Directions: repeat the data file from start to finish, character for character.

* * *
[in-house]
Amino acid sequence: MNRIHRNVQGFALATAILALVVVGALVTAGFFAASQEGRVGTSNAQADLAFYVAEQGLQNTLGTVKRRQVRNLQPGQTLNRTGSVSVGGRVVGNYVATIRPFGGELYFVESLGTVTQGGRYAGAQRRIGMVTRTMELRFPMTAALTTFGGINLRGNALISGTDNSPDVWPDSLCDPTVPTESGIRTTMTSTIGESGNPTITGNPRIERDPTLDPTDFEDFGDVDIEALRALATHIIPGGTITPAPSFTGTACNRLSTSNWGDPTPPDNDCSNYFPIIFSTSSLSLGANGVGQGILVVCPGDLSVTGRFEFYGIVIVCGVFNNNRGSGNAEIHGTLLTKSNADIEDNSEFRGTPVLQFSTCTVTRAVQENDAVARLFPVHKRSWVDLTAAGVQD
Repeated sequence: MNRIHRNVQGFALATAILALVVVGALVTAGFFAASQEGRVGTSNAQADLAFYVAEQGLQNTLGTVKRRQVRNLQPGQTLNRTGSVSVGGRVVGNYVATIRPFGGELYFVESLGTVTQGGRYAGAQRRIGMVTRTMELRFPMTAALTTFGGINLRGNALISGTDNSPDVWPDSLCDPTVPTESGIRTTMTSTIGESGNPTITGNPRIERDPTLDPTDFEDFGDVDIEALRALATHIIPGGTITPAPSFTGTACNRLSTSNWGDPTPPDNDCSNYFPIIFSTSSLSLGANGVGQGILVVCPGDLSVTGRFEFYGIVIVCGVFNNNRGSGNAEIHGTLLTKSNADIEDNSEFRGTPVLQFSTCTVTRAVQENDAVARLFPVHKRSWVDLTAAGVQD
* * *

[in-house]
Amino acid sequence: MNRIHRNVQGFALATAILALVVVGALVTAGFFAASQEGRVGTSNAQADLAFYVAEQGLQNTLGTVKRRQVRNLQPGQTLNRTGSVSVGGRVVGNYVATIRPFGGELYFVESLGTVTQGGRYAGAQRRIGMVTRTMELRFPMTAALTTFGGINLRGNALISGTDNSPDVWPDSLCDPTVPTESGIRTTMTSTIGESGNPTITGNPRIERDPTLDPTDFEDFGDVDIEALRALATHIIPGGTITPAPSFTGTACNRLSTSNWGDPTPPDNDCSNYFPIIFSTSSLSLGANGVGQGILVVCPGDLSVTGRFEFYGIVIVCGVFNNNRGSGNAEIHGTLLTKSNADIEDNSEFRGTPVLQFSTCTVTRAVQENDAVARLFPVHKRSWVDLTAAGVQD
Repeated sequence: MNRIHRNVQGFALATAILALVVVGALVTAGFFAASQEGRVGTSNAQADLAFYVAEQGLQNTLGTVKRRQVRNLQPGQTLNRTGSVSVGGRVVGNYVATIRPFGGELYFVESLGTVTQGGRYAGAQRRIGMVTRTMELRFPMTAALTTFGGINLRGNALISGTDNSPDVWPDSLCDPTVPTESGIRTTMTSTIGESGNPTITGNPRIERDPTLDPTDFEDFGDVDIEALRALATHIIPGGTITPAPSFTGTACNRLSTSNWGDPTPPDNDCSNYFPIIFSTSSLSLGANGVGQGILVVCPGDLSVTGRFEFYGIVIVCGVFNNNRGSGNAEIHGTLLTKSNADIEDNSEFRGTPVLQFSTCTVTRAVQENDAVARLFPVHKRSWVDLTAAGVQD